Some people are calling it a miracle, others admire her determination. Whatever your initial feelings most people watch with awe as Congresswoman Gabrielle Giffords works to get better.
We are even starting to hear from the Congresswoman herself about her fight to heal.
"I'm getting better, I'm getting stronger," Giffords said in a recorded address to the people of Southern Arizona.
Her words don't come as easy as they used too, but the impact is not lost. As with each step in her recovery her strong will moves the community of Tucson and the rest of the country all pulling for her.
The initial part of her recovery is what doctors called quick but small. She started by squeezing her husband's hand, then playing with his wedding ring.
"I would have glossed that over," Giffords' neurosurgeon Dr. Michael Lemole said. "But Mark said that is a regular thing that she does so that makes it very significant."
Then on the day President Barack Obama visited Tucson, Giffords opened her eye.
"That was a poignant moment," Dr. Lemole said. After that she gained strength and started standing, even taking a few steps.
She was then flown to TIRR Memorial Hermann Hospital in Houston, where she began her rehabilitation almost immediately.
Her recovery has doctors and aphasia specialists optimistic.
Pelagie Beesen, head of the speech, language and hearing sciences department at the University of Arizona said Giffords can show improvement for years to come.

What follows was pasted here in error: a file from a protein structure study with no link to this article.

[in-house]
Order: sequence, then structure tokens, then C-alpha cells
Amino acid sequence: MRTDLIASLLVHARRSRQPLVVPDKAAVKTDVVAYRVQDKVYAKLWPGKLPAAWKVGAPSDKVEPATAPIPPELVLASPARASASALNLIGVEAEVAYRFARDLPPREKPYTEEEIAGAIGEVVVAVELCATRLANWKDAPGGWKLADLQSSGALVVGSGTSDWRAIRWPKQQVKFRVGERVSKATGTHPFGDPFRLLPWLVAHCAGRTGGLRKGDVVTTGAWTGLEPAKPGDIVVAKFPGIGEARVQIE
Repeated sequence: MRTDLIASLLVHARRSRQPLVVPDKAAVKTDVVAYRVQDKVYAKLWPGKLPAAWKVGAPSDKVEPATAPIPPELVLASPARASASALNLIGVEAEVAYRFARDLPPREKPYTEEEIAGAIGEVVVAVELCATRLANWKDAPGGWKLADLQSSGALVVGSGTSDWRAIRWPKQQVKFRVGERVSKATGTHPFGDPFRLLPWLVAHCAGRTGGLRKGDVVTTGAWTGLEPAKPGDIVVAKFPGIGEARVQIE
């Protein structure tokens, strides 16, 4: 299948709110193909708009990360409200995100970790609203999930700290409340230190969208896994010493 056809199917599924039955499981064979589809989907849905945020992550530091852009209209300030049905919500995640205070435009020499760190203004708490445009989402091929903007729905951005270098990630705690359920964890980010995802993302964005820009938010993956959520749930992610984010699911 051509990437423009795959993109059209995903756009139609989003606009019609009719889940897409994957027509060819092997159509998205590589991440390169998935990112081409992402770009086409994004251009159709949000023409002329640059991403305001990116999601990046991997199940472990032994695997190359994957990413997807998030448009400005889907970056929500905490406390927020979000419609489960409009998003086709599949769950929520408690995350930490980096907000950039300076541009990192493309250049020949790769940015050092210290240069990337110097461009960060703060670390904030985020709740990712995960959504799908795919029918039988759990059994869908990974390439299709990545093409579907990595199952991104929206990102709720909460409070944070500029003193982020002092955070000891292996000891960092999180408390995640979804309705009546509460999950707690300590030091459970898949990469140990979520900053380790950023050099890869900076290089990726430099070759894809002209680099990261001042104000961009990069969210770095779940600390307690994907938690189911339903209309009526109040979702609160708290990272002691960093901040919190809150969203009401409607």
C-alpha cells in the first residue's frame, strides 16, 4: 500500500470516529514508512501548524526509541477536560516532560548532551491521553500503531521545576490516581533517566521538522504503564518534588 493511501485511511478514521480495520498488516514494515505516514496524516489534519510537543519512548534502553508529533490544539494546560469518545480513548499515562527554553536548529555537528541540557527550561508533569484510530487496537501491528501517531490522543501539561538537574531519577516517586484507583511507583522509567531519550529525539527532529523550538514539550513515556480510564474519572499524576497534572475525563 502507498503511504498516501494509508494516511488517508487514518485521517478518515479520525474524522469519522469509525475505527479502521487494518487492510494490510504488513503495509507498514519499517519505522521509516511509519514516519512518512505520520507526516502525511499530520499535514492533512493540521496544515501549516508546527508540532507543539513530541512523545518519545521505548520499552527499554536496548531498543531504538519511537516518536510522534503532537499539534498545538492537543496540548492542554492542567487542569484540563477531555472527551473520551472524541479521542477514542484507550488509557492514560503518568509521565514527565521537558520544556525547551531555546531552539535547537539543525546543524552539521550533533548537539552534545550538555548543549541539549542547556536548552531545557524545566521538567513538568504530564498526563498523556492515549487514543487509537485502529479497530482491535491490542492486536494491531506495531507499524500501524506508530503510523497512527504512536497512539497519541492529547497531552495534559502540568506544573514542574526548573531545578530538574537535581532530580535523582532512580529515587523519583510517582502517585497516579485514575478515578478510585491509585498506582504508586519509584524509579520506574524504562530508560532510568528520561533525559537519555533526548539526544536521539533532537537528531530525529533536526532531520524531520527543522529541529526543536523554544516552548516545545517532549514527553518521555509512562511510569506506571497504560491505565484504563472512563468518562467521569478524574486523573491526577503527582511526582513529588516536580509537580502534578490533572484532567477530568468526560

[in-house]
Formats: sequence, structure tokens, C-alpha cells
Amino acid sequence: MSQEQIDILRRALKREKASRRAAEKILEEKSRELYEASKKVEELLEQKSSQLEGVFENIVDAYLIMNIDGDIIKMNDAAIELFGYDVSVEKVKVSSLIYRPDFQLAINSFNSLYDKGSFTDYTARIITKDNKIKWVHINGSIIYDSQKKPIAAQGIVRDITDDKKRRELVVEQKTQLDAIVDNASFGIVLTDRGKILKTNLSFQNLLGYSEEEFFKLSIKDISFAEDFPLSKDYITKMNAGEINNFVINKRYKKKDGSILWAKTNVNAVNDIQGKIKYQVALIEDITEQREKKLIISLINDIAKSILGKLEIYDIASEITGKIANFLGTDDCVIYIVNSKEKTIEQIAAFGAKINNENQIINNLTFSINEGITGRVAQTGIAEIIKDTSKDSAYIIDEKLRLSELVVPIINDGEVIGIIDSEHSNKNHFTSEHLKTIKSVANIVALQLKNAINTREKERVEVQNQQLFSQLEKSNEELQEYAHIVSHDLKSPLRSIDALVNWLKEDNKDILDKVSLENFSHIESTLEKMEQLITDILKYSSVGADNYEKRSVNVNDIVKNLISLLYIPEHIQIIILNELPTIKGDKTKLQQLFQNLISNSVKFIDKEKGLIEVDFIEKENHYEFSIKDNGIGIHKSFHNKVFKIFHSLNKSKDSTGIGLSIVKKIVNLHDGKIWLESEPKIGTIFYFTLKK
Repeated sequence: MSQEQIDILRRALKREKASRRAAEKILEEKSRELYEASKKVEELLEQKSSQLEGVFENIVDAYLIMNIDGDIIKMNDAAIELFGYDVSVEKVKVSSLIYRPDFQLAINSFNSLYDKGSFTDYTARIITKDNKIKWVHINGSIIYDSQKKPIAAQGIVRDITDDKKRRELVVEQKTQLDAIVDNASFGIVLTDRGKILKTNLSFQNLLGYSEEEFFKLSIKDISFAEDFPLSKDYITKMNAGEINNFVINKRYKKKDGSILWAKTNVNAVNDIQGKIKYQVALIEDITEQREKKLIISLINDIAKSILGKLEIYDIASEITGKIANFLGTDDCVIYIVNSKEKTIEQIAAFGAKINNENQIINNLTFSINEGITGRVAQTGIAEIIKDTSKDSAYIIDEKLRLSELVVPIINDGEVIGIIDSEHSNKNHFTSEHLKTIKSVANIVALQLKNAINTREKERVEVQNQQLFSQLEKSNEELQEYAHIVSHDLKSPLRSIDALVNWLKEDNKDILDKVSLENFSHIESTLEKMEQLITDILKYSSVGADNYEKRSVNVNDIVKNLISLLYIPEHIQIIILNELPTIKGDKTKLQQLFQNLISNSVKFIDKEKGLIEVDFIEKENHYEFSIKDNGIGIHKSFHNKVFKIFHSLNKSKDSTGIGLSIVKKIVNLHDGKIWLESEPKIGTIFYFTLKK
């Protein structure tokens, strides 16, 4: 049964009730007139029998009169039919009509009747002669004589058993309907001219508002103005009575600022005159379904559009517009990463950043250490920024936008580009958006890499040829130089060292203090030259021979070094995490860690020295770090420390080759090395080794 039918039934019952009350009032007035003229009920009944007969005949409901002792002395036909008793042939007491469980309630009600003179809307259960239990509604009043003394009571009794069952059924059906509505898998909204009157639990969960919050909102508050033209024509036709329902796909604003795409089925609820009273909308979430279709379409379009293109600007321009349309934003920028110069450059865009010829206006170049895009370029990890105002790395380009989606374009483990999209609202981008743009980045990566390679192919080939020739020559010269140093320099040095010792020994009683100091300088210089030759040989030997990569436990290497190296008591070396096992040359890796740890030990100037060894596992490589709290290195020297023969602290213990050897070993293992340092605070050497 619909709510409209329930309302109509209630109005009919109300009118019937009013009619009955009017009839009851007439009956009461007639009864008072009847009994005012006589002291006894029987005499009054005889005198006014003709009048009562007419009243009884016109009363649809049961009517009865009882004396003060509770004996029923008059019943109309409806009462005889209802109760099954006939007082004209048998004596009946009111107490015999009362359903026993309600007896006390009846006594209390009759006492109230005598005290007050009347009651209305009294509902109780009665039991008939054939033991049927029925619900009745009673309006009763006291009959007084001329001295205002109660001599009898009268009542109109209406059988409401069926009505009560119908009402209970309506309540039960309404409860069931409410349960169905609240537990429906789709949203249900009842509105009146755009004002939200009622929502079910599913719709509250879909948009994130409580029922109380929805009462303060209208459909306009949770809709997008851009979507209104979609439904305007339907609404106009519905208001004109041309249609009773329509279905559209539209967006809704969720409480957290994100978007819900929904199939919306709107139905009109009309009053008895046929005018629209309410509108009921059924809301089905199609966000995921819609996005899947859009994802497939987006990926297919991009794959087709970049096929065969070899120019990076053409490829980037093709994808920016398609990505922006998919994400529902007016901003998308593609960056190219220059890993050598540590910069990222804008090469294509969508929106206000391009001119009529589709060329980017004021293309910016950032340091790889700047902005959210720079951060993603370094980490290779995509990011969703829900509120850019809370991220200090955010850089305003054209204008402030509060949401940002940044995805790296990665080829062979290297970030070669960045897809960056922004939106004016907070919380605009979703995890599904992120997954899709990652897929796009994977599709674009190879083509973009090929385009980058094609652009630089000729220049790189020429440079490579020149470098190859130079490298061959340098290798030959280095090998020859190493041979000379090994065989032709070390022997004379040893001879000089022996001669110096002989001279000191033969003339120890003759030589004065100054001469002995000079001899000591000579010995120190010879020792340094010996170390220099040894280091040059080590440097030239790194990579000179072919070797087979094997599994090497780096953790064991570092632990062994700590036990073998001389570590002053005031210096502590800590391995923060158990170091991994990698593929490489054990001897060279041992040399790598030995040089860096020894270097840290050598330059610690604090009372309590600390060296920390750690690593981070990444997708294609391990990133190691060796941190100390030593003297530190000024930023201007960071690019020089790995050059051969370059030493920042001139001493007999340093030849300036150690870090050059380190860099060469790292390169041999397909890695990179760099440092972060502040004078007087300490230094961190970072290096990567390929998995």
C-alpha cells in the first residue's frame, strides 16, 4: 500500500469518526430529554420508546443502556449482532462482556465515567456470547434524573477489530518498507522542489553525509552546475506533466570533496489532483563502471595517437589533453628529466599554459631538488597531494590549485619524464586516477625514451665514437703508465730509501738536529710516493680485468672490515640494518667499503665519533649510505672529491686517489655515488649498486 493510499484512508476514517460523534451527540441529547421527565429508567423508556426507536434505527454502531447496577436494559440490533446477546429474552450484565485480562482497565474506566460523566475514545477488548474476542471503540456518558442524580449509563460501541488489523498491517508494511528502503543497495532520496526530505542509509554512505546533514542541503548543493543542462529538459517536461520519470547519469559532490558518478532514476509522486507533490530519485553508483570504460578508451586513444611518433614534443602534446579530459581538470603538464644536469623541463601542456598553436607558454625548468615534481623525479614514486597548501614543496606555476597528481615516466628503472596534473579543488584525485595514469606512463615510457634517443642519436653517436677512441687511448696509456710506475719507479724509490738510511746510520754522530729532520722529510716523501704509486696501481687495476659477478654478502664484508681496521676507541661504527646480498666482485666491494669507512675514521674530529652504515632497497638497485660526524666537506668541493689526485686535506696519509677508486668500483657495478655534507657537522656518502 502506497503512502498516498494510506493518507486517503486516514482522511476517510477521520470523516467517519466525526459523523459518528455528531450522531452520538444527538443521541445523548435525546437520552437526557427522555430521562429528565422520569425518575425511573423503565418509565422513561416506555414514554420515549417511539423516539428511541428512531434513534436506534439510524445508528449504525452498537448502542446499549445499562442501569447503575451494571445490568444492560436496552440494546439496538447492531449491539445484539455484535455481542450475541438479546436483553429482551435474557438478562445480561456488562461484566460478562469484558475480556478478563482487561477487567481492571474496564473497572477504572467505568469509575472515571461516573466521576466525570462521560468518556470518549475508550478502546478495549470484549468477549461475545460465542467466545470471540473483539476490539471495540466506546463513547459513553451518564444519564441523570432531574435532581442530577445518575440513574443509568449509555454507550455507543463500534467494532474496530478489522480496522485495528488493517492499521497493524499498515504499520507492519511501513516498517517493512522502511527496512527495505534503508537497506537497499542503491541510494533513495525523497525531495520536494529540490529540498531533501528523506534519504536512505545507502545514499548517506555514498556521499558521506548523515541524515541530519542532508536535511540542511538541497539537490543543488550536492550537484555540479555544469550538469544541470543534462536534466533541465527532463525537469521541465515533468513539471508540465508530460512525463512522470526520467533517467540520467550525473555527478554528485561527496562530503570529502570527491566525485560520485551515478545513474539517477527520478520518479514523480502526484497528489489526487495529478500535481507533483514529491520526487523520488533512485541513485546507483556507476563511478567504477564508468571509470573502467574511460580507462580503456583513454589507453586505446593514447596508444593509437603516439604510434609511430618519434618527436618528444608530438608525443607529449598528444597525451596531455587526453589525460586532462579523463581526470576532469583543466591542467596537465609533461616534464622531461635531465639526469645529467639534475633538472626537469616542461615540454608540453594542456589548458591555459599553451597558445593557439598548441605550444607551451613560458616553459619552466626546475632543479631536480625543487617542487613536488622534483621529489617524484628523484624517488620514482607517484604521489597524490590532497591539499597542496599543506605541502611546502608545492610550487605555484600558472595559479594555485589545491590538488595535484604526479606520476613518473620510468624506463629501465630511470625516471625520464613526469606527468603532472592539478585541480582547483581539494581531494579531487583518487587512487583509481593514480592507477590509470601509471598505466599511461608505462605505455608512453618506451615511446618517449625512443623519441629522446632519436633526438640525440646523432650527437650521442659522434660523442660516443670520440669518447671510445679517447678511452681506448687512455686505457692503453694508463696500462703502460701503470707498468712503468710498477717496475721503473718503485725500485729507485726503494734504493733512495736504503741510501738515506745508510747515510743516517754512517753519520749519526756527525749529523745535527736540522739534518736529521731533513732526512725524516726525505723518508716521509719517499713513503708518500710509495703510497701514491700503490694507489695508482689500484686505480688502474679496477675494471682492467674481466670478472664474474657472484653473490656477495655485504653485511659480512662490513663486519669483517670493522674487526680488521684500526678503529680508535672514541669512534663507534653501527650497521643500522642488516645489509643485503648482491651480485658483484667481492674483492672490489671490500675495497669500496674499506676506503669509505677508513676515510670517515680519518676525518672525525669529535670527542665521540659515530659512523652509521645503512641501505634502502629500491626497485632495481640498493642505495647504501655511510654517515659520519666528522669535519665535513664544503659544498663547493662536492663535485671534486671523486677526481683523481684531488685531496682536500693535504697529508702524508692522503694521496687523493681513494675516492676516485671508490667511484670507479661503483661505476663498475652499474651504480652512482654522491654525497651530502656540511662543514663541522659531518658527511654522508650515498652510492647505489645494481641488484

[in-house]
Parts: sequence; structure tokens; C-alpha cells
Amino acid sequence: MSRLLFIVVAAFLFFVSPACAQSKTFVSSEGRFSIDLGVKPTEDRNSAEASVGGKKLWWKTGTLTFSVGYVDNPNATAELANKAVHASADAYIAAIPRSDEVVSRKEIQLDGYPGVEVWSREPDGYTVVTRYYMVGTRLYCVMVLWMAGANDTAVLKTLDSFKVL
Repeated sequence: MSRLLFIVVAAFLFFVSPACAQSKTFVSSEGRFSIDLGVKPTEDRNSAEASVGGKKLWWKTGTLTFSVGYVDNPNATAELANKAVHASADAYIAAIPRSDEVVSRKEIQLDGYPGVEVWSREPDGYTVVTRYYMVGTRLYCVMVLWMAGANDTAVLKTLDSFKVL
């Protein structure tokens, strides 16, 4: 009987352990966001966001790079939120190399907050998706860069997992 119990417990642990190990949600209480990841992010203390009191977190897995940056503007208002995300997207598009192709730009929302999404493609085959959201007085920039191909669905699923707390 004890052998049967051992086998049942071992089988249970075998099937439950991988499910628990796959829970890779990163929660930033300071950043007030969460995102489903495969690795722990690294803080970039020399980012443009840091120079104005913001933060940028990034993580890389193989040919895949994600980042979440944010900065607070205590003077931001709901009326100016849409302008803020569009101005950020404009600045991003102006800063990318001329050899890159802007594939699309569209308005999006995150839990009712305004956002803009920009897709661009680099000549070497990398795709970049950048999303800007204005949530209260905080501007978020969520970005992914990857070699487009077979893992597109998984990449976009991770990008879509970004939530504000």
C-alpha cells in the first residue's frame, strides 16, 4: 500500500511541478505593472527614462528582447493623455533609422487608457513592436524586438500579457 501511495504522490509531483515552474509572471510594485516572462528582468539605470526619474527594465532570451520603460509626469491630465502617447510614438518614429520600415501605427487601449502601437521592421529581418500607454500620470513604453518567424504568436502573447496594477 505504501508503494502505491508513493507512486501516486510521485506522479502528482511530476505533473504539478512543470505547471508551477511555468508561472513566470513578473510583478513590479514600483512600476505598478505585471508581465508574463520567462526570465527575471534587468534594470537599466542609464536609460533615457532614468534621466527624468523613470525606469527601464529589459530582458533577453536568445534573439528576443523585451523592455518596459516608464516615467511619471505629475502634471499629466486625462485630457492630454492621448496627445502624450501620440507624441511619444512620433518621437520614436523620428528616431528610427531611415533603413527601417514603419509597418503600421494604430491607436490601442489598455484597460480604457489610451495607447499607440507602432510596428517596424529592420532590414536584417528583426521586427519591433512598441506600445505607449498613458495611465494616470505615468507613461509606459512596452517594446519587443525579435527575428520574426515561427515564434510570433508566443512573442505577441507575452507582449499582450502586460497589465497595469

"I feel optimistic in terms of her continuing to get better I know that it's a lot of work and I know that some things will always be difficult, vulnerable," Beesen said.
Kris Conley who is Giffords' speech pathologist at TIRR Memorial Hermann in Houston said while the gains are not always huge they are moving forward.
"We have seen steady improvement," Conley told KOLD News 13.
She is showing so much improvement that she is sent weekly topics from her chief of staff in Tucson, Pia Carusone said.
Along with her Pathologist, Giffords leads discussions with through video conference with her staff.
"I've heard she is considered the most positive person in Congress, after knowing her I can see why, she is a pure delight," Conley said.
Giffords' character and strength have been revealed by this tragedy. Nurses who cared for her on Jan. 8 said she was fighting the second she was wheeled into the ICU.
"I don't know how to explain it but I just knew that she would be okay," Jessica LaPlant said.
LaPlant was the first nurse to care for Giffords when she was wheeled into the ICU at University of Arizona Medical Center.
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